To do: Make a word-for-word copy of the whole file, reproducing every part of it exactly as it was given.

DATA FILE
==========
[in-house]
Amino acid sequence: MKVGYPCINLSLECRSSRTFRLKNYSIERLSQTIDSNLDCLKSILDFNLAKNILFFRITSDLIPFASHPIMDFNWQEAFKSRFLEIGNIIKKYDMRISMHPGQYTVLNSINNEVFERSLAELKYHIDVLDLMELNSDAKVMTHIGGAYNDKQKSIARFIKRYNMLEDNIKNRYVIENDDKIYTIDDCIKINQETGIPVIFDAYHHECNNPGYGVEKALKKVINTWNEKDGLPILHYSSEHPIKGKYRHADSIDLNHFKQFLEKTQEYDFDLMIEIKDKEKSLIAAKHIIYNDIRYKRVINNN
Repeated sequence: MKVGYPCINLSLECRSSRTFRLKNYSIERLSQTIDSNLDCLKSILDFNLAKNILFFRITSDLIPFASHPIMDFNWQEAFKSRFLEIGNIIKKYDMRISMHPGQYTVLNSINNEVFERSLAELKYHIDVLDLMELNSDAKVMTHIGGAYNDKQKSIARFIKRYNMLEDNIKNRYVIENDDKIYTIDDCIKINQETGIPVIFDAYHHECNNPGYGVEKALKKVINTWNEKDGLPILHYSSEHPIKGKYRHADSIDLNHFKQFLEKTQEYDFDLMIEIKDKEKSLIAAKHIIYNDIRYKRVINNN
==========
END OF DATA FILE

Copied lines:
[in-house]
Amino acid sequence: MKVGYPCINLSLECRSSRTFRLKNYSIERLSQTIDSNLDCLKSILDFNLAKNILFFRITSDLIPFASHPIMDFNWQEAFKSRFLEIGNIIKKYDMRISMHPGQYTVLNSINNEVFERSLAELKYHIDVLDLMELNSDAKVMTHIGGAYNDKQKSIARFIKRYNMLEDNIKNRYVIENDDKIYTIDDCIKINQETGIPVIFDAYHHECNNPGYGVEKALKKVINTWNEKDGLPILHYSSEHPIKGKYRHADSIDLNHFKQFLEKTQEYDFDLMIEIKDKEKSLIAAKHIIYNDIRYKRVINNN
Repeated sequence: MKVGYPCINLSLECRSSRTFRLKNYSIERLSQTIDSNLDCLKSILDFNLAKNILFFRITSDLIPFASHPIMDFNWQEAFKSRFLEIGNIIKKYDMRISMHPGQYTVLNSINNEVFERSLAELKYHIDVLDLMELNSDAKVMTHIGGAYNDKQKSIARFIKRYNMLEDNIKNRYVIENDDKIYTIDDCIKINQETGIPVIFDAYHHECNNPGYGVEKALKKVINTWNEKDGLPILHYSSEHPIKGKYRHADSIDLNHFKQFLEKTQEYDFDLMIEIKDKEKSLIAAKHIIYNDIRYKRVINNN